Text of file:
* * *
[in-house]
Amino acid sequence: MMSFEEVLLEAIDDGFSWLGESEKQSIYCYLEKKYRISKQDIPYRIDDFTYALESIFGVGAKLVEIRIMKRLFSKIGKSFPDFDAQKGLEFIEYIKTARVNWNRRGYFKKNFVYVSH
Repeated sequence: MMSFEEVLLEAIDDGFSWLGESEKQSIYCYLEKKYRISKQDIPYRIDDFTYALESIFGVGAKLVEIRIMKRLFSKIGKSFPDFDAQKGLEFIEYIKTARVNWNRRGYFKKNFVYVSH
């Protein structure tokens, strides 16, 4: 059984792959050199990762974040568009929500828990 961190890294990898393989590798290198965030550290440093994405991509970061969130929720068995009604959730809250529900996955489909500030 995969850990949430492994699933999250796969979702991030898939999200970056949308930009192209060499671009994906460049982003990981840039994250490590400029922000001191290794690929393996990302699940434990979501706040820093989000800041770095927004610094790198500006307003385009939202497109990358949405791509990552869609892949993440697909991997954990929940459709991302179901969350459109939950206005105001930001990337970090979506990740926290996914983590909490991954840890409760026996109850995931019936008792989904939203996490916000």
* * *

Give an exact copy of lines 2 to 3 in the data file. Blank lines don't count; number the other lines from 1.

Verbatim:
Amino acid sequence: MMSFEEVLLEAIDDGFSWLGESEKQSIYCYLEKKYRISKQDIPYRIDDFTYALESIFGVGAKLVEIRIMKRLFSKIGKSFPDFDAQKGLEFIEYIKTARVNWNRRGYFKKNFVYVSH
Repeated sequence: MMSFEEVLLEAIDDGFSWLGESEKQSIYCYLEKKYRISKQDIPYRIDDFTYALESIFGVGAKLVEIRIMKRLFSKIGKSFPDFDAQKGLEFIEYIKTARVNWNRRGYFKKNFVYVSH